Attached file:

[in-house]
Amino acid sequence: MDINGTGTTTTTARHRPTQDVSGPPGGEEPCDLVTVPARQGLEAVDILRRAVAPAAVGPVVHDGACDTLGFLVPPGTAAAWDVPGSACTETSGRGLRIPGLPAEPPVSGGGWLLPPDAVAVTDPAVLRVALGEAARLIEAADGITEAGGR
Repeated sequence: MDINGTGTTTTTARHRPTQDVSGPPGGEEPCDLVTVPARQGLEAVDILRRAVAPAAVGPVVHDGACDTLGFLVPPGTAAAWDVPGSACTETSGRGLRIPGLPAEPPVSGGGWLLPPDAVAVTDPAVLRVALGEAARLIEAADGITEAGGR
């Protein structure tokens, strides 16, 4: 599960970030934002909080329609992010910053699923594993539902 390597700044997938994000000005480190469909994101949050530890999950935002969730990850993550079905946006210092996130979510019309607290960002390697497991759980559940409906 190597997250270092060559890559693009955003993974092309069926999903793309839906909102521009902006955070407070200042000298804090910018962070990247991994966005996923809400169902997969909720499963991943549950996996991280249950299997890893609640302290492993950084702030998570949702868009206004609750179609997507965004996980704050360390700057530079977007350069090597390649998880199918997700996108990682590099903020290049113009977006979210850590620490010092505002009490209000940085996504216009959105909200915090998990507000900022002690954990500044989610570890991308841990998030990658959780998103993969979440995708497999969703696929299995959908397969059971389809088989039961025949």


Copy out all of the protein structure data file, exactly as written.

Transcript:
[in-house]
Amino acid sequence: MDINGTGTTTTTARHRPTQDVSGPPGGEEPCDLVTVPARQGLEAVDILRRAVAPAAVGPVVHDGACDTLGFLVPPGTAAAWDVPGSACTETSGRGLRIPGLPAEPPVSGGGWLLPPDAVAVTDPAVLRVALGEAARLIEAADGITEAGGR
Repeated sequence: MDINGTGTTTTTARHRPTQDVSGPPGGEEPCDLVTVPARQGLEAVDILRRAVAPAAVGPVVHDGACDTLGFLVPPGTAAAWDVPGSACTETSGRGLRIPGLPAEPPVSGGGWLLPPDAVAVTDPAVLRVALGEAARLIEAADGITEAGGR
């Protein structure tokens, strides 16, 4: 599960970030934002909080329609992010910053699923594993539902 390597700044997938994000000005480190469909994101949050530890999950935002969730990850993550079905946006210092996130979510019309607290960002390697497991759980559940409906 190597997250270092060559890559693009955003993974092309069926999903793309839906909102521009902006955070407070200042000298804090910018962070990247991994966005996923809400169902997969909720499963991943549950996996991280249950299997890893609640302290492993950084702030998570949702868009206004609750179609997507965004996980704050360390700057530079977007350069090597390649998880199918997700996108990682590099903020290049113009977006979210850590620490010092505002009490209000940085996504216009959105909200915090998990507000900022002690954990500044989610570890991308841990998030990658959780998103993969979440995708497999969703696929299995959908397969059971389809088989039961025949």